If you follow the day-to-day news in the cleantech game, you often find yourself immersed in the future tense. There are lots of laboratory breakthroughs that might soon revolutionize energy production, records set in solar panel efficiency or battery storage or tidal energy production that could one day reinvent the whole grid.

A recent post by Stephen Lacey at Climate Progress – an overview of the extraordinary pace of change in the solar business – makes a very important counterpoint:

There is a lot of fascinating research and pre-commercial activity happening around plastic solar cells, inks, fibers and other materials. But the most exciting innovations are coming from businesses finding new ways to manufacture, finance, package, sell and install solar – all with today’s commercially-available technologies.
 

I’m not above a little gee-whizzing over the shiniest new toys now and then – I’ve written in several places, for example, about the Australian solar start-up Dyesol’s work to integrate its photovoltaic dye into the production of commercial steel roofing – but Lacey’s argument reminded me that some of the coolest stuff I’ve seen has been far less sci-fi.

For example, the niftiest bit of solar technology I encountered in Germany – the global pacesetter in solar and many other cleantech sectors – was in essence a PV panel like any other. Its manufacturer, Berlin-based Inventux, wasn’t looking to reinvent solar power but rather to streamline its implementation. The company’s marquee product, the X-Series Micromorph solar module, accomplishes this by lowering costs and hassles and by taking into account the universal consumer desire for pretty things.

Yes, there are some impressive engineering details to the Inventux module – its thin-film solar cells are made from an amalgam of amorphous and microcrystalline silicon, which lowers the amount of pricey pure silicon required to make a cell, reduces the amount of energy required in manufacture, and produces a highly efficient cell that works well even in low light.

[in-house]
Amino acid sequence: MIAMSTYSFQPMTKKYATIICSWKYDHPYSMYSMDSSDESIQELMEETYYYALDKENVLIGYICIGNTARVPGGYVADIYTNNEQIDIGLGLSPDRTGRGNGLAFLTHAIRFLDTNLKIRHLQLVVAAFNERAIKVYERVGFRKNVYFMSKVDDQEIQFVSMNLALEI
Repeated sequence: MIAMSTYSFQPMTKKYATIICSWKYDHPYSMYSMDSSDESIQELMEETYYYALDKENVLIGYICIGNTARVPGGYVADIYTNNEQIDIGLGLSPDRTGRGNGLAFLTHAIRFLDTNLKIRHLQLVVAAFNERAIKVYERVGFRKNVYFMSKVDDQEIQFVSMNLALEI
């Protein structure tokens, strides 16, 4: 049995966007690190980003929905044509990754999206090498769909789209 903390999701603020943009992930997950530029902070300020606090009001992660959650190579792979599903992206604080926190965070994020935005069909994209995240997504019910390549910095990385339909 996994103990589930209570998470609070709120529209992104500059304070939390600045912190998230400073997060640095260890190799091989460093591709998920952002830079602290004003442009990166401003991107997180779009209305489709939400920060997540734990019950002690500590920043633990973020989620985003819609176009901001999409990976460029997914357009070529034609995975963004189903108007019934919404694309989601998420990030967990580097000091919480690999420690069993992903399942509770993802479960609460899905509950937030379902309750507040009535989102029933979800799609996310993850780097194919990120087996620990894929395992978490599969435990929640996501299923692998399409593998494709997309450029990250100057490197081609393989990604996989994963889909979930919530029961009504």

Maybe as important, though, is that Inventux solar modules are stylish. The thin-film cells can be made into thinner, smaller modules than conventional PV, and Inventux has developed a frameless mounting system to further reduce the bulk and complication of installation. The smaller modules can be arranged jigsaw-like on a much wider range of roofs and in a much broader array of shapes. Inventux modules enable the idea of decorative solar panels. And the frameless mounting hardware is much quicker and easier to install. Quick, easy, stylish – this is a whole vocabulary long absent from green power, and it’s a welcome addition to the solar industry’s vocabulary.

Consumers on this side of the pond can do more than simply gaze in envy at these German marvels. For several years now, California-based Westinghouse Solar – formerly a start-up solar installer called Akeena – has been selling its elegant panels direct to homeowners and at Lowe’s building centers. The panels were called Andalays under the Akeena brand and were named one of 2009’s “10 Most Brilliant Products” by Popular Mechanics. Westinghouse recently signed a deal with Lennar Homes (one of America’s biggest home builders) to provide solar panels as built-in features on new homes in Texas.

Solar panels – if you’ll permit me one lapse into the future tense, maybe they’ll be the granite countertops of the next ten years. Innovation, in any case, isn’t limited to the technical specs.


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